When Do Babies Get Easier?

Black mother cuddling sleeping baby son on sofa
LWA/Dann Tardif / Getty Images

If you had a tough pregnancy, you may have thought things would get easier once your baby was born. Perhaps you were ready to be rid of the watermelon-between-your-legs waddle, or couldn’t wait to have a glass of wine again. And of course, you were likely looking forward to the best reward for all of the weeks of pregnancy—finally holding your little one in your arms!

But many first-time parents find that after the first month of parenthood, it can actually get more difficult. This surprising truth is one reason many experts refer to a baby’s first three months of life as the “fourth trimester.”

If months two, three, and beyond are tougher than you expected, you’re not alone. From going back to work to changing sleep schedules, there are many reasons you may feel parenting becomes increasingly difficult after an initial honeymoon period. However, many babies tend to get "easier" around 3 to 4 months old. Around this age, infants may begin to sleep longer stretches and feed on a more predictable schedule. You may also start to adjust to your new set of responsibilities as a parent.

This being said, every baby is different, as is every family. It can be completely normal if you still feel exhausted and overwhelmed throughout the first year. Let's break down a few reasons why taking care of your baby may be challenging after the first month or beyond.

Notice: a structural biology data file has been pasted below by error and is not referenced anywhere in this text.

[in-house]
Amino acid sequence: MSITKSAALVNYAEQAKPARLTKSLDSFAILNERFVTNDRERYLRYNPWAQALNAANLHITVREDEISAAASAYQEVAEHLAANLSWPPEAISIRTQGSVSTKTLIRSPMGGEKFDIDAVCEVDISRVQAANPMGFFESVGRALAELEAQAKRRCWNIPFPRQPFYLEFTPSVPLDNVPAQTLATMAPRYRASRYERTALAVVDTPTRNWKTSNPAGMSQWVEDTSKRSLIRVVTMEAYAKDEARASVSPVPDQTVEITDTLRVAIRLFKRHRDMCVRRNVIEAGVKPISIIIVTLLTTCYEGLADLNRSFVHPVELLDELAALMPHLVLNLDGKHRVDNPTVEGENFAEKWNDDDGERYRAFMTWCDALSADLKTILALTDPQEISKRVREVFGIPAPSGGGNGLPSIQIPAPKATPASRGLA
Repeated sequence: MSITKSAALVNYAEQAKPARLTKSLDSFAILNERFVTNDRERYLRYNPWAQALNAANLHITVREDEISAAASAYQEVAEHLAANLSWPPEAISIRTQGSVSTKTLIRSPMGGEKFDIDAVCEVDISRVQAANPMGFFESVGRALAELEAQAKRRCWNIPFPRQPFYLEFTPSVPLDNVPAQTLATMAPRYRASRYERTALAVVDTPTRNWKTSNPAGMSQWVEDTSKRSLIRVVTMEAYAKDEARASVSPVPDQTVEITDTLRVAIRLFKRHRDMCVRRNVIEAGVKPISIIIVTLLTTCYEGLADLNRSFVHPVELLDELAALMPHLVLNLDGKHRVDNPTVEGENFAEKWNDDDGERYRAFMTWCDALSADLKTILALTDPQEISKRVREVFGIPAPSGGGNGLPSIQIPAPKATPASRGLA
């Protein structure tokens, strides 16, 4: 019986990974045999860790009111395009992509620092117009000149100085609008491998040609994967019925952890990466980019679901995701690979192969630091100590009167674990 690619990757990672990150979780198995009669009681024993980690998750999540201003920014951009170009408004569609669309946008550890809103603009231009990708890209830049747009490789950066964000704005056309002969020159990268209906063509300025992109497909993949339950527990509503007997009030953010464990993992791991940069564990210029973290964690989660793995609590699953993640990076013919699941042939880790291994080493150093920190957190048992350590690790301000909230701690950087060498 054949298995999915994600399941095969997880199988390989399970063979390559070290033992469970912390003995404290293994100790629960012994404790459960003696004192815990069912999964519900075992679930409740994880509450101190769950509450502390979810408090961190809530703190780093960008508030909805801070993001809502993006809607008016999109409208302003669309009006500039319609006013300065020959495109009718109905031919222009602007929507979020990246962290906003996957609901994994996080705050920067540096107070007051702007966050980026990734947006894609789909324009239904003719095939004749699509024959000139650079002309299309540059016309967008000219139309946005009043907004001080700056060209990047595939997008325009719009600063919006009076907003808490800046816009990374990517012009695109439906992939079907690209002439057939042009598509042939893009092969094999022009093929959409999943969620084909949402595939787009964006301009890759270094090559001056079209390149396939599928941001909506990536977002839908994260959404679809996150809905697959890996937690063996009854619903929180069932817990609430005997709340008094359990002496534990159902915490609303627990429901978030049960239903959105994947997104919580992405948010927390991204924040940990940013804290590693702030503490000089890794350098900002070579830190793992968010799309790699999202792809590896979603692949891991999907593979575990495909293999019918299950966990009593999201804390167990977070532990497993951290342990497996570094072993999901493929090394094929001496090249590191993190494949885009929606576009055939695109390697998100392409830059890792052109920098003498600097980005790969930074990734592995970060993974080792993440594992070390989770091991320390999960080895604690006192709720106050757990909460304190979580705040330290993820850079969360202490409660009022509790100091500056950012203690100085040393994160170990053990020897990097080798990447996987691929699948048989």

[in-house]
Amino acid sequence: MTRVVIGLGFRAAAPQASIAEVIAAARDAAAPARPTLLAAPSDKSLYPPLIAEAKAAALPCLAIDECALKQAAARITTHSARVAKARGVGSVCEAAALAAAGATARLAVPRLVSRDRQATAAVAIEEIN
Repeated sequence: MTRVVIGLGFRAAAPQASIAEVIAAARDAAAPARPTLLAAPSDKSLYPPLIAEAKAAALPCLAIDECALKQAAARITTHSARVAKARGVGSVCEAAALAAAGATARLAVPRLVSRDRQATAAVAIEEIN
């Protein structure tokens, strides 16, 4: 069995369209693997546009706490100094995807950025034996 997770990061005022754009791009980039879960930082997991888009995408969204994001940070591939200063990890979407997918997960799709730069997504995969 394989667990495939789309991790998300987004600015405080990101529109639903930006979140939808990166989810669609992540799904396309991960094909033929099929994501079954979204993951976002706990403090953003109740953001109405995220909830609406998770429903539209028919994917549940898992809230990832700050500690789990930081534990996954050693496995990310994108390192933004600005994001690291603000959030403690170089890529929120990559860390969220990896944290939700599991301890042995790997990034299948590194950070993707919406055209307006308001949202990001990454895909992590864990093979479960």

Your Baby's Sleep Is Changing

For the first several weeks of life, it might seem like your new arrival does nothing but snooze. “In the first month, babies require an enormous amount of sleep and will sleep just about anywhere,” says pediatric sleep consultant Gaby Wentworth, LCSW. “It's easy to transport them and get things done around the house because, well, they sleep all of the time.”

However, as time goes by and your bundle of joy begins to grow and change, so does their sleep. As a result, they start to require a more structured sleep schedule in a more consistent environment. This means you're working around their schedule now—not the other way around.

You might also notice your baby entering a “twilight zone” of fussiness late in the day. “At this age, fussiness in the afternoon and early evening tends to hit its peak. This can be exhausting for parents,” says Wentworth. Though you may not be able to stop this tendency toward cranky behavior, you can rest assured that it’s normal for this stage of your child’s development.